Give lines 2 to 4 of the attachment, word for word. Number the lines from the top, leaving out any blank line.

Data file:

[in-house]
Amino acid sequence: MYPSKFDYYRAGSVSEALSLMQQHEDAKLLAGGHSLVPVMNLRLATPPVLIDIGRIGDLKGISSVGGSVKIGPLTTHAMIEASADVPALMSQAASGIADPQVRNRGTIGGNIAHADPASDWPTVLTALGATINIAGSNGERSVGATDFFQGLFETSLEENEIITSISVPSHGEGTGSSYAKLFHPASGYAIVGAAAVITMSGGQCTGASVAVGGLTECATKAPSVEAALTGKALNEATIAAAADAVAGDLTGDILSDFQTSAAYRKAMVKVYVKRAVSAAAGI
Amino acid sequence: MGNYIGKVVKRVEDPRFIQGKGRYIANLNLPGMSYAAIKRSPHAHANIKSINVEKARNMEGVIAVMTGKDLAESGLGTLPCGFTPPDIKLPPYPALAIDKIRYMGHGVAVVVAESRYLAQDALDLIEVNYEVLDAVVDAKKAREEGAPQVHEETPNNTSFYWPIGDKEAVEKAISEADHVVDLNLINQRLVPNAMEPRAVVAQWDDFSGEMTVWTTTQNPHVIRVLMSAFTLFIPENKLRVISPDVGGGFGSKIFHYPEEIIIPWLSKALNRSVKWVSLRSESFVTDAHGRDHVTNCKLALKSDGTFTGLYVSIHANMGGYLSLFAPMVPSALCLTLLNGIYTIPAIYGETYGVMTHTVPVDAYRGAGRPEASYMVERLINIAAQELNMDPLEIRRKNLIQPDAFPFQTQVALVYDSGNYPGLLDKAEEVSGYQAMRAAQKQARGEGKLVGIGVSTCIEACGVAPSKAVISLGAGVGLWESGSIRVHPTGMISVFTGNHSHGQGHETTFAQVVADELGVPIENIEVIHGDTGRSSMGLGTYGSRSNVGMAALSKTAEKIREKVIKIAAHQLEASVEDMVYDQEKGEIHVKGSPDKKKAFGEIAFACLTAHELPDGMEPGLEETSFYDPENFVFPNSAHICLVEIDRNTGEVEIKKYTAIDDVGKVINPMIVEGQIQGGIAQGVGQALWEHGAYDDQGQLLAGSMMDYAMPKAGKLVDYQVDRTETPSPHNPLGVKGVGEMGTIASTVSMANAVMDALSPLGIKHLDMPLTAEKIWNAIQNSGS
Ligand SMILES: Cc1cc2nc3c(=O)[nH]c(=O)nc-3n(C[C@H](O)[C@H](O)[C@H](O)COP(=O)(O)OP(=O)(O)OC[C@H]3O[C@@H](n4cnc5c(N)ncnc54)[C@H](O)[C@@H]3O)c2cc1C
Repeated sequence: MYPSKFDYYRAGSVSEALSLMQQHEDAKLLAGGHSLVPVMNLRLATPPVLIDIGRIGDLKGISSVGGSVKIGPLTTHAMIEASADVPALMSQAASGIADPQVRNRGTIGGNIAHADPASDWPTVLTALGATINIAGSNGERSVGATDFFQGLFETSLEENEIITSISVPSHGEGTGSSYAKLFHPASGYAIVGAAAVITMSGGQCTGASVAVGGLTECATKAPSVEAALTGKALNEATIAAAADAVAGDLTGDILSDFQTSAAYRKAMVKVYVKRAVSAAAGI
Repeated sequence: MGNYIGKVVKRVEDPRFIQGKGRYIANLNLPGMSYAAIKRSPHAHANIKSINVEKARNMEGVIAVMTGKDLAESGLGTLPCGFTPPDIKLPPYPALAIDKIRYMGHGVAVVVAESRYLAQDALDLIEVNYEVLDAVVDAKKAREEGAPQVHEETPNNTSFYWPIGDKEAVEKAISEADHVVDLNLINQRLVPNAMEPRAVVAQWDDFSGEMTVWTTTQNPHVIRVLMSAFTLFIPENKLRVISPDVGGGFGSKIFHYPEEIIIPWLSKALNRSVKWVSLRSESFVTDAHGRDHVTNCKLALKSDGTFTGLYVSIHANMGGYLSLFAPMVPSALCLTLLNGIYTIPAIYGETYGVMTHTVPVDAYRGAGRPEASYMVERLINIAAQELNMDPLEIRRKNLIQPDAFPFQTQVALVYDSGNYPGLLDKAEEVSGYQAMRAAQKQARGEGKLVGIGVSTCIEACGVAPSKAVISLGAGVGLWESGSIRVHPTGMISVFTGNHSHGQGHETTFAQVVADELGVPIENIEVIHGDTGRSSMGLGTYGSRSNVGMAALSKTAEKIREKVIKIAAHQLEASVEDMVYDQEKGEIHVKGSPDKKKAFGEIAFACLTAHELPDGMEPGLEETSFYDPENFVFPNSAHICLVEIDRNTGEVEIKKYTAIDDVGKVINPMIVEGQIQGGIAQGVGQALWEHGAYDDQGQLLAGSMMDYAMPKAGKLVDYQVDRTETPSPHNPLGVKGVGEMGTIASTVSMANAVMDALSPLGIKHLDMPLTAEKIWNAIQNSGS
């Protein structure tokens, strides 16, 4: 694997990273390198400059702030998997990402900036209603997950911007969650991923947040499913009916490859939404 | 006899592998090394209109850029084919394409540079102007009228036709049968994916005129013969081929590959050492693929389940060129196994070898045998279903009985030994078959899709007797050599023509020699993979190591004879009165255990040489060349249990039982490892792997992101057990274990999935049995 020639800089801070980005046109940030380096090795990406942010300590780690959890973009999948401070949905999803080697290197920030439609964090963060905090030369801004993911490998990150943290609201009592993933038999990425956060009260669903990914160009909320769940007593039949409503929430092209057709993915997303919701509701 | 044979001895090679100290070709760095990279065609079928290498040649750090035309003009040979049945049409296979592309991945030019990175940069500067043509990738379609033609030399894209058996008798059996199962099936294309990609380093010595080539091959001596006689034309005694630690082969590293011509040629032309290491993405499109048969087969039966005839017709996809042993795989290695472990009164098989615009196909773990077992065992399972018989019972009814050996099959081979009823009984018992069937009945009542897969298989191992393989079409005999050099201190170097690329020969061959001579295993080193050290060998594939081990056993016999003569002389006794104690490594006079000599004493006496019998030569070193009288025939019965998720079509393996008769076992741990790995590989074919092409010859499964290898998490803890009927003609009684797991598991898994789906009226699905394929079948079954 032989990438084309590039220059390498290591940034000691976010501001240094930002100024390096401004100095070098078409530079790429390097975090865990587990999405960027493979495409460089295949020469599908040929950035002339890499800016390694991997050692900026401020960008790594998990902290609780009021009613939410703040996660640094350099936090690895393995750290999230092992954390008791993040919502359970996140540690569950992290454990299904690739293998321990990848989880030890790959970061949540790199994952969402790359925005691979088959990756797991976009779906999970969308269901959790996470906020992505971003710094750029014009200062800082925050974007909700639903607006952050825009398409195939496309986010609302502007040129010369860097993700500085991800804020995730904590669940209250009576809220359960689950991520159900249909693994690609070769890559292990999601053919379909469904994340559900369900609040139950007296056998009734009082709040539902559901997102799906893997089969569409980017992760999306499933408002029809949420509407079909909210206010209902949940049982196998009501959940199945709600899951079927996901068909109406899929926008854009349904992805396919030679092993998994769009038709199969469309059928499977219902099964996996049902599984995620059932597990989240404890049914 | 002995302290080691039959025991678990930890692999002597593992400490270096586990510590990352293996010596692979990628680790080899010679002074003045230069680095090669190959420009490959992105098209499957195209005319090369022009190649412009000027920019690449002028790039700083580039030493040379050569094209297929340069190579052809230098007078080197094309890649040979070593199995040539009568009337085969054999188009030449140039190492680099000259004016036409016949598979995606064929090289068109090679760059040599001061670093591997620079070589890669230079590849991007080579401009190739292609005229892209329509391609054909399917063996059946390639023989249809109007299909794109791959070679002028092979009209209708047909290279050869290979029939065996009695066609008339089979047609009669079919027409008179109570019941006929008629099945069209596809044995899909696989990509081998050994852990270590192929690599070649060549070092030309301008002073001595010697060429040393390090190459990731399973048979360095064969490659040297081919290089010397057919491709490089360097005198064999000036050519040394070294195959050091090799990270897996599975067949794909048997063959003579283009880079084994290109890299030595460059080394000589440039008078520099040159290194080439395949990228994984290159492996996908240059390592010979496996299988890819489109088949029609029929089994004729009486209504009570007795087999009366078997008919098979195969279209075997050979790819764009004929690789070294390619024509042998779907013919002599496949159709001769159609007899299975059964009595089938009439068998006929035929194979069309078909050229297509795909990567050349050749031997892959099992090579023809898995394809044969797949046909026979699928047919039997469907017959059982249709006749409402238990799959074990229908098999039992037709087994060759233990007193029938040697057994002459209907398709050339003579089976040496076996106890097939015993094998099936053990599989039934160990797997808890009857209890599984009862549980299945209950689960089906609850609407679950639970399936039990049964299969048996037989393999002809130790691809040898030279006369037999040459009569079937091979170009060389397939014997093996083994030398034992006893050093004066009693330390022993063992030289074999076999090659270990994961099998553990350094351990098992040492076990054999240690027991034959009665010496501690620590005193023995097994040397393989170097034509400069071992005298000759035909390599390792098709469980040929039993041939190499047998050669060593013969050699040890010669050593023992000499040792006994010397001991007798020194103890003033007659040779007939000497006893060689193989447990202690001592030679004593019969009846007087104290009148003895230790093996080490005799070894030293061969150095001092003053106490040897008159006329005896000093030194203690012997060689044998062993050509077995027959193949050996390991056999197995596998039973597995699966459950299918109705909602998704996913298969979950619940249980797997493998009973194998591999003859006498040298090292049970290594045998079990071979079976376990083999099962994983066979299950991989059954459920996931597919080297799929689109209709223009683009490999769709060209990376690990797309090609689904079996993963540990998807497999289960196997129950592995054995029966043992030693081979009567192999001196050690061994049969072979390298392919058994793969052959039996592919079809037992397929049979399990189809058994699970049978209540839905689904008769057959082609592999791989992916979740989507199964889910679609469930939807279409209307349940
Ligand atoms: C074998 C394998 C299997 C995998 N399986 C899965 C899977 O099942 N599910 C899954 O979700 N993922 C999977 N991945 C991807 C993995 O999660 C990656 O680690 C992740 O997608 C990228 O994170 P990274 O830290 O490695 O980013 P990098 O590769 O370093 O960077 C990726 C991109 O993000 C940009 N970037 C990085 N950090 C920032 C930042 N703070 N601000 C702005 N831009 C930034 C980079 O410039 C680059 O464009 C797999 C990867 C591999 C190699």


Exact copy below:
Amino acid sequence: MYPSKFDYYRAGSVSEALSLMQQHEDAKLLAGGHSLVPVMNLRLATPPVLIDIGRIGDLKGISSVGGSVKIGPLTTHAMIEASADVPALMSQAASGIADPQVRNRGTIGGNIAHADPASDWPTVLTALGATINIAGSNGERSVGATDFFQGLFETSLEENEIITSISVPSHGEGTGSSYAKLFHPASGYAIVGAAAVITMSGGQCTGASVAVGGLTECATKAPSVEAALTGKALNEATIAAAADAVAGDLTGDILSDFQTSAAYRKAMVKVYVKRAVSAAAGI
Amino acid sequence: MGNYIGKVVKRVEDPRFIQGKGRYIANLNLPGMSYAAIKRSPHAHANIKSINVEKARNMEGVIAVMTGKDLAESGLGTLPCGFTPPDIKLPPYPALAIDKIRYMGHGVAVVVAESRYLAQDALDLIEVNYEVLDAVVDAKKAREEGAPQVHEETPNNTSFYWPIGDKEAVEKAISEADHVVDLNLINQRLVPNAMEPRAVVAQWDDFSGEMTVWTTTQNPHVIRVLMSAFTLFIPENKLRVISPDVGGGFGSKIFHYPEEIIIPWLSKALNRSVKWVSLRSESFVTDAHGRDHVTNCKLALKSDGTFTGLYVSIHANMGGYLSLFAPMVPSALCLTLLNGIYTIPAIYGETYGVMTHTVPVDAYRGAGRPEASYMVERLINIAAQELNMDPLEIRRKNLIQPDAFPFQTQVALVYDSGNYPGLLDKAEEVSGYQAMRAAQKQARGEGKLVGIGVSTCIEACGVAPSKAVISLGAGVGLWESGSIRVHPTGMISVFTGNHSHGQGHETTFAQVVADELGVPIENIEVIHGDTGRSSMGLGTYGSRSNVGMAALSKTAEKIREKVIKIAAHQLEASVEDMVYDQEKGEIHVKGSPDKKKAFGEIAFACLTAHELPDGMEPGLEETSFYDPENFVFPNSAHICLVEIDRNTGEVEIKKYTAIDDVGKVINPMIVEGQIQGGIAQGVGQALWEHGAYDDQGQLLAGSMMDYAMPKAGKLVDYQVDRTETPSPHNPLGVKGVGEMGTIASTVSMANAVMDALSPLGIKHLDMPLTAEKIWNAIQNSGS
Ligand SMILES: Cc1cc2nc3c(=O)[nH]c(=O)nc-3n(C[C@H](O)[C@H](O)[C@H](O)COP(=O)(O)OP(=O)(O)OC[C@H]3O[C@@H](n4cnc5c(N)ncnc54)[C@H](O)[C@@H]3O)c2cc1C